In "Holy Sonnet IV," the metaphysical poet John Donne generates a powerful tension as meaning and emotion strive within and against the metrical form of the Petrarchan sonnet.
Donne employs the interplay of form with emotion in this sonnet. Much like the other Holy Sonnets, the tone is one of fear and trepidation, which emanates from the poet's awareness of his sinfulness, a condition which causes him to doubt that his soul can be saved.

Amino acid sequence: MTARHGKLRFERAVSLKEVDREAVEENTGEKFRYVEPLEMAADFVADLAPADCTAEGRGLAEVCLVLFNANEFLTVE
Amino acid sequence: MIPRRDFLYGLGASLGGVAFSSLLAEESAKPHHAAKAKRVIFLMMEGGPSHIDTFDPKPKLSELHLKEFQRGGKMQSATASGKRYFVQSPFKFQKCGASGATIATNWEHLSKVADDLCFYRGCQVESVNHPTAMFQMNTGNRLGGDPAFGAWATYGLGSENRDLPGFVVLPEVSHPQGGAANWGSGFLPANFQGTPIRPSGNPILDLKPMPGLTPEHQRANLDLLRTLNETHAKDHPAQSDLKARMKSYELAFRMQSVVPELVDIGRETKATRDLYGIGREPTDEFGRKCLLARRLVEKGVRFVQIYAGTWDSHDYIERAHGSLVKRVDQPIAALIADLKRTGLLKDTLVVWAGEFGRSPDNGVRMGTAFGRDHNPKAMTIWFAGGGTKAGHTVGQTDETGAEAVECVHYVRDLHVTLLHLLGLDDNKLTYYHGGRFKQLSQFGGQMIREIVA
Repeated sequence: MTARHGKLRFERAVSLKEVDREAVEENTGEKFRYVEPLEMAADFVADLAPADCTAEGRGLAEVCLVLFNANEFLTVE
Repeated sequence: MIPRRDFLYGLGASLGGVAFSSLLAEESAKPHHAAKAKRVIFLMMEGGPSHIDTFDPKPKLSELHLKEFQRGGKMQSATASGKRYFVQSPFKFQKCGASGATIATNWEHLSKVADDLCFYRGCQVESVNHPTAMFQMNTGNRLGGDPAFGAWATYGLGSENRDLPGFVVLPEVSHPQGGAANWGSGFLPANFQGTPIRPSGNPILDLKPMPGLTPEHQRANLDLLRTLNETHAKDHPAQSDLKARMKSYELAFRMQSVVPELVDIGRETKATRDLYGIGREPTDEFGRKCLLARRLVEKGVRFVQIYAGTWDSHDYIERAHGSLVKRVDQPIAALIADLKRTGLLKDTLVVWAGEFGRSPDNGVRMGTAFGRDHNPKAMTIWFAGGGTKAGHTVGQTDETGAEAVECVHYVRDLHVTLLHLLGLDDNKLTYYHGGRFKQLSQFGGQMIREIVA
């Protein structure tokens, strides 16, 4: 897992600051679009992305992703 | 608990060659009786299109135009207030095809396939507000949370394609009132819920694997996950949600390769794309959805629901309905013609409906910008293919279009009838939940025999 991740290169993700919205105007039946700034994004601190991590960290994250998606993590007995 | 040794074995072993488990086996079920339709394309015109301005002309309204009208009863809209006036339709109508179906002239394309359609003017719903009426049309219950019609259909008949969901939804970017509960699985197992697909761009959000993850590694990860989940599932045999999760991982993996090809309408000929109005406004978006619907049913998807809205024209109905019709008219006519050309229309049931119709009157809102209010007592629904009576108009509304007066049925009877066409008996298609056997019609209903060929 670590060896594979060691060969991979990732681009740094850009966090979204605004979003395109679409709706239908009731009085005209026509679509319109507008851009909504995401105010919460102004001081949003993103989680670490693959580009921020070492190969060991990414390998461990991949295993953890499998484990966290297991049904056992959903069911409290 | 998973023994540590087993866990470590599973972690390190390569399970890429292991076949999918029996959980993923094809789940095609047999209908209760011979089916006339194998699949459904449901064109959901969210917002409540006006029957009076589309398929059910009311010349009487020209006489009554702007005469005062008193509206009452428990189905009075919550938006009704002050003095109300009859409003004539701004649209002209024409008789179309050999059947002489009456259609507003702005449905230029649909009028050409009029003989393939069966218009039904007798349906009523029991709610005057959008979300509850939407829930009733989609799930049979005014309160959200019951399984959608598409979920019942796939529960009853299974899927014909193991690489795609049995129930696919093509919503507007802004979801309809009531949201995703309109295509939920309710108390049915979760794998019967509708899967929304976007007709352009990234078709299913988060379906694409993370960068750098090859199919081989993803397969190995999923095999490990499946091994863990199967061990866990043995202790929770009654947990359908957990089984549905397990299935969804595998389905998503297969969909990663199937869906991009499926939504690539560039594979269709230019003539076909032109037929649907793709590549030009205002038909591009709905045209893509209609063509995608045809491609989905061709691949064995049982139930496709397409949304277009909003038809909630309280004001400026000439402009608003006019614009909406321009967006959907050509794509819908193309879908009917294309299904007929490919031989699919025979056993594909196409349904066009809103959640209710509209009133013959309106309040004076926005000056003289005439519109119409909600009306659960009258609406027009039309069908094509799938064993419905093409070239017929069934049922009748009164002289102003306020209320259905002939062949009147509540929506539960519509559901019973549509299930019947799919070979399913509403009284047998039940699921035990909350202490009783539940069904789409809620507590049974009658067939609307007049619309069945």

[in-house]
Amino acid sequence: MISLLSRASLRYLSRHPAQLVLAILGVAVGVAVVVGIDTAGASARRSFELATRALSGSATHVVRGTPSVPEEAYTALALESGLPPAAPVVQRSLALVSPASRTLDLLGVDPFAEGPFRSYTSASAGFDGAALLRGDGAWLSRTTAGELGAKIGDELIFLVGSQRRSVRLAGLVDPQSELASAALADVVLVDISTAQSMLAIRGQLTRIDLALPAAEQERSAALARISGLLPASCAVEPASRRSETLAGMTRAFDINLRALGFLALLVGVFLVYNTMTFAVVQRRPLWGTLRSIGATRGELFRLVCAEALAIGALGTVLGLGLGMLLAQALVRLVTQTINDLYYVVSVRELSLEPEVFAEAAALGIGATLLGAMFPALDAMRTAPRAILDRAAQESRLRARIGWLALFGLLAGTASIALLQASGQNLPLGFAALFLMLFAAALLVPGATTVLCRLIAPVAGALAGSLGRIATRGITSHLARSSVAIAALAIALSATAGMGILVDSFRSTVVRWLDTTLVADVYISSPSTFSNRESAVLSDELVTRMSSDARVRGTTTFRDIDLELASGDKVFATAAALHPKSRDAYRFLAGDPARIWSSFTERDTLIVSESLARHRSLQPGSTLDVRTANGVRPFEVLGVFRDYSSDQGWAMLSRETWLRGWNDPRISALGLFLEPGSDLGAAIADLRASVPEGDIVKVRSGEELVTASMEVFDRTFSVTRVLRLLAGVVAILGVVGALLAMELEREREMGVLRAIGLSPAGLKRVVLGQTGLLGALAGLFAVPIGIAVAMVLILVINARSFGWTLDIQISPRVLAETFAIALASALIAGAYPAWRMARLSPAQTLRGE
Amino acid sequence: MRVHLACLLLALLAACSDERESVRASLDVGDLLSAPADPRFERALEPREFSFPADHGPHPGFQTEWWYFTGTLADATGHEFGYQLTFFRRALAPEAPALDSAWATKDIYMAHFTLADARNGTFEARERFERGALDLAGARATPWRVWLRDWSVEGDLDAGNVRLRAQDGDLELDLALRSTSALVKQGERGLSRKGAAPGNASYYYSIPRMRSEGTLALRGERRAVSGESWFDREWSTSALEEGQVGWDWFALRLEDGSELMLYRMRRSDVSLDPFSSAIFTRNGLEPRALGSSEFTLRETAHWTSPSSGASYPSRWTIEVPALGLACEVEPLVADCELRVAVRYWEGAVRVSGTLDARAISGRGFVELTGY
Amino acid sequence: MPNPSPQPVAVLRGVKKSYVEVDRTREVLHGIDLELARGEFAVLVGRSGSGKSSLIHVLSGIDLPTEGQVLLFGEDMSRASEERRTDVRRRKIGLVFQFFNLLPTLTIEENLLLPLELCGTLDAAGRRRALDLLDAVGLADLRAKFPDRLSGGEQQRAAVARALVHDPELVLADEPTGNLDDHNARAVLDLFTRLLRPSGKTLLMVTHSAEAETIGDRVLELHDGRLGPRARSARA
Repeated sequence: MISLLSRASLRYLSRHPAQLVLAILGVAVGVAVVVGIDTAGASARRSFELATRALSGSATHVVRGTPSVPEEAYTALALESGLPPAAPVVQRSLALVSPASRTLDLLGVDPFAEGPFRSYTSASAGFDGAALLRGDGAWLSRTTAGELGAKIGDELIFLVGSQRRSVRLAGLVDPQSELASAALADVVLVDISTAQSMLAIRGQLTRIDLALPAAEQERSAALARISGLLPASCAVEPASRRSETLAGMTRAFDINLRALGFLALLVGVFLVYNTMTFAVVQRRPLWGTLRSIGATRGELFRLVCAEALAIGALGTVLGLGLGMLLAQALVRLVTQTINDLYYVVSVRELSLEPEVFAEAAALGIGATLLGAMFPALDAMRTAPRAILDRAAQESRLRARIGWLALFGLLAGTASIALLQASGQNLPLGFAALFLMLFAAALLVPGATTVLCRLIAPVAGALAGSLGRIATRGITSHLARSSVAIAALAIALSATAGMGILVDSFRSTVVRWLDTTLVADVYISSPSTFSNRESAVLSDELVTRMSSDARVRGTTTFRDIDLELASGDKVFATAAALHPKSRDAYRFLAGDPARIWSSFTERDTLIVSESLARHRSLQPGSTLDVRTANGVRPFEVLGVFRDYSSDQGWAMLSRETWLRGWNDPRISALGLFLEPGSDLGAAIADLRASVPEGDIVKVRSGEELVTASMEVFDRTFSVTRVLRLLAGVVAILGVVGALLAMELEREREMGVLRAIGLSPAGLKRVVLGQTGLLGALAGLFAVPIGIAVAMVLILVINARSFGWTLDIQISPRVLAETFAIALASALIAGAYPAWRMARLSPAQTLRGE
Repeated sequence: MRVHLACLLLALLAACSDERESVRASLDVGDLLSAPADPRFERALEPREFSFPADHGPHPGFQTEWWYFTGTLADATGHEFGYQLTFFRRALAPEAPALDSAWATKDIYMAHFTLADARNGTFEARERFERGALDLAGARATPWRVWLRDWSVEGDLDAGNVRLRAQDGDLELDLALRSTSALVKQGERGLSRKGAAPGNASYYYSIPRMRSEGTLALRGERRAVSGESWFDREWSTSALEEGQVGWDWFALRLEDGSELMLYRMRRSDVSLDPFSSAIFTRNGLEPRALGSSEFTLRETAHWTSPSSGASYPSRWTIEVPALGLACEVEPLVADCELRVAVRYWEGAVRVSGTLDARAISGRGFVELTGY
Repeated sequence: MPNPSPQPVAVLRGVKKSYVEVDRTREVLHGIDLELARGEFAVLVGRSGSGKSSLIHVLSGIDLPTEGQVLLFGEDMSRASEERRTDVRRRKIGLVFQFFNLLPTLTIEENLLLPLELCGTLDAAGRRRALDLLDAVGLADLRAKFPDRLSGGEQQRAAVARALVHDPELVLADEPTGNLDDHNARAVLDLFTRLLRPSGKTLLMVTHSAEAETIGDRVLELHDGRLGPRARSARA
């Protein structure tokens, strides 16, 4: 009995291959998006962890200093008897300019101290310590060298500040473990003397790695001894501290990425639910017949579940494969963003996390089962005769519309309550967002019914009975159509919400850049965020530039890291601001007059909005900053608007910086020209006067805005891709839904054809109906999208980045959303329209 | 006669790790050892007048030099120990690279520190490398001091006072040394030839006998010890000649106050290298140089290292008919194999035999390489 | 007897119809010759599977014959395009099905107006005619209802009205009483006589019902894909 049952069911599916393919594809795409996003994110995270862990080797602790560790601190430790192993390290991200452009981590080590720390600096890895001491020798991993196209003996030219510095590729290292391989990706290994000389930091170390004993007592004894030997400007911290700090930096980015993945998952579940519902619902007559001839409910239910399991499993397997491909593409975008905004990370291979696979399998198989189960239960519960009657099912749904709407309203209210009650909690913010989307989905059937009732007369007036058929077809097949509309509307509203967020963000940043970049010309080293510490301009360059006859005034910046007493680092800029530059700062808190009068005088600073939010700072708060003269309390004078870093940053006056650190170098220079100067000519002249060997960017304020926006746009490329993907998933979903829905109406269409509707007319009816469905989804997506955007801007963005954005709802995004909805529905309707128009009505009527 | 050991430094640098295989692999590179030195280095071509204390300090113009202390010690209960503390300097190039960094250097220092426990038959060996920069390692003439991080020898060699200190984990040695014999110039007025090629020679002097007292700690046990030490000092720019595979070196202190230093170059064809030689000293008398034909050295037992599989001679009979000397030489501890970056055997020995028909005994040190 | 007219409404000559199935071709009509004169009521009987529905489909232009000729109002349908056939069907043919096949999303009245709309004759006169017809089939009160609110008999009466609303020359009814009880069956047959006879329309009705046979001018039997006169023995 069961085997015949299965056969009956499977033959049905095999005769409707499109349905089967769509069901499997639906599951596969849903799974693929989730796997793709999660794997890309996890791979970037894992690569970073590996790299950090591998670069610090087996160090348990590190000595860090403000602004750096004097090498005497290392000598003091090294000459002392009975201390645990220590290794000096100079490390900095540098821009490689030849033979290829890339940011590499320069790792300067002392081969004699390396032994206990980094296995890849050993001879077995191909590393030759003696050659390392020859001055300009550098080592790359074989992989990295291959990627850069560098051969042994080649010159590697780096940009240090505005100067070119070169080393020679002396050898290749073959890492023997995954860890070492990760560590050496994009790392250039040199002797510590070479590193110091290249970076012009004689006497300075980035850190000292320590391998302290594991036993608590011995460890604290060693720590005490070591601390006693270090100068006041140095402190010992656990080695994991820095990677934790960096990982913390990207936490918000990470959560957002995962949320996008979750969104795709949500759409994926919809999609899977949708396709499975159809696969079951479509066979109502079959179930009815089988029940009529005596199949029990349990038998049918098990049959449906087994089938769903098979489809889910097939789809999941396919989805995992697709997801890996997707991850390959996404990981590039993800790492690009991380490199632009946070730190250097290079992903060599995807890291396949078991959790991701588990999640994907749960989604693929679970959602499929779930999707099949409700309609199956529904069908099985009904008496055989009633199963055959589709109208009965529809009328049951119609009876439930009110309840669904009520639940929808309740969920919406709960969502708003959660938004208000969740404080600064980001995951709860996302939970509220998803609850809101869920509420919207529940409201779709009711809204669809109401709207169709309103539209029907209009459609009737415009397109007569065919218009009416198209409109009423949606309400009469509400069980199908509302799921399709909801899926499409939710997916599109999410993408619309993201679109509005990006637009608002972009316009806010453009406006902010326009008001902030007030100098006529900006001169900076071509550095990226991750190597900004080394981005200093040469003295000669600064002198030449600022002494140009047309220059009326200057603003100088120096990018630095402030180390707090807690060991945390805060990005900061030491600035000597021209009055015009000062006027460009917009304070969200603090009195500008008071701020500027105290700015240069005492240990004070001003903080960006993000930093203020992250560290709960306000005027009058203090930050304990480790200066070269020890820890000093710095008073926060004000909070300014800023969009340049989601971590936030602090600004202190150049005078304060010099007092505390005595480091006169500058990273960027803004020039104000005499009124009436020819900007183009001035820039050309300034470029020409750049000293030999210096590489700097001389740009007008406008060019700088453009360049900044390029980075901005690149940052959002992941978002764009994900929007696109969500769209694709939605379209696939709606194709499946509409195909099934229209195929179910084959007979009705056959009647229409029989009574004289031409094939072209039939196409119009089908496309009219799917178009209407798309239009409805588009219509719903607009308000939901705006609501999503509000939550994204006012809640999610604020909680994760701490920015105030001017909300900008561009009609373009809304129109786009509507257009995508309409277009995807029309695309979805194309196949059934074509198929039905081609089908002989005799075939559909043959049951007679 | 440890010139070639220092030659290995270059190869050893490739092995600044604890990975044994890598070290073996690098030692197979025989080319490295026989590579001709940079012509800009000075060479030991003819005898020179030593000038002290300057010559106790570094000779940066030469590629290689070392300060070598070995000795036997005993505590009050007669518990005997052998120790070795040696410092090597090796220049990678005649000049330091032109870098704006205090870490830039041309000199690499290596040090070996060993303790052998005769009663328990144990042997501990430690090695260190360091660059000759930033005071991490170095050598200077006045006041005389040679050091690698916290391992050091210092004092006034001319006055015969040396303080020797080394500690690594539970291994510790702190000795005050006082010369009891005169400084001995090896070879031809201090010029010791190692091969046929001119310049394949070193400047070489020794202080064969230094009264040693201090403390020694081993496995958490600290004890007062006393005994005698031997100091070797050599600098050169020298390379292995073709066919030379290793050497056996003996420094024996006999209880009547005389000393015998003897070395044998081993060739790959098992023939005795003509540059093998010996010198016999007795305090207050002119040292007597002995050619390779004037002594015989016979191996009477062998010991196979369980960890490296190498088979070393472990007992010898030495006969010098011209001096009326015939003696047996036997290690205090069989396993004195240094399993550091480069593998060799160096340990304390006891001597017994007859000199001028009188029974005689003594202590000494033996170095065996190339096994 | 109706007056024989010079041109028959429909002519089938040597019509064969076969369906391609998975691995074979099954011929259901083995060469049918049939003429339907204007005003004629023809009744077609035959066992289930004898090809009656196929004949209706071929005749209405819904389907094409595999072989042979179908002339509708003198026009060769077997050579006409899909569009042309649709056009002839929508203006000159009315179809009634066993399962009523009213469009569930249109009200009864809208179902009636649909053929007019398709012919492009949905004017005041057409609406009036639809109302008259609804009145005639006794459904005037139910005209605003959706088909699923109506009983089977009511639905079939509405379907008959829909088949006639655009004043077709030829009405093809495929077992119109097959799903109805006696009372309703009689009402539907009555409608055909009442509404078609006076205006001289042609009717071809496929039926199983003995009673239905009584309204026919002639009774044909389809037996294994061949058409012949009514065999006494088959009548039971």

In the octave (rhyme scheme abbaabba), the speaker presents the problem of his soul's being black with sin: "Oh, my black soul!" He compares his soul to a pilgrim who has committed treason while abroad and, therefore, cannot return to his country. Or, his soul is like a thief who desires his release from...
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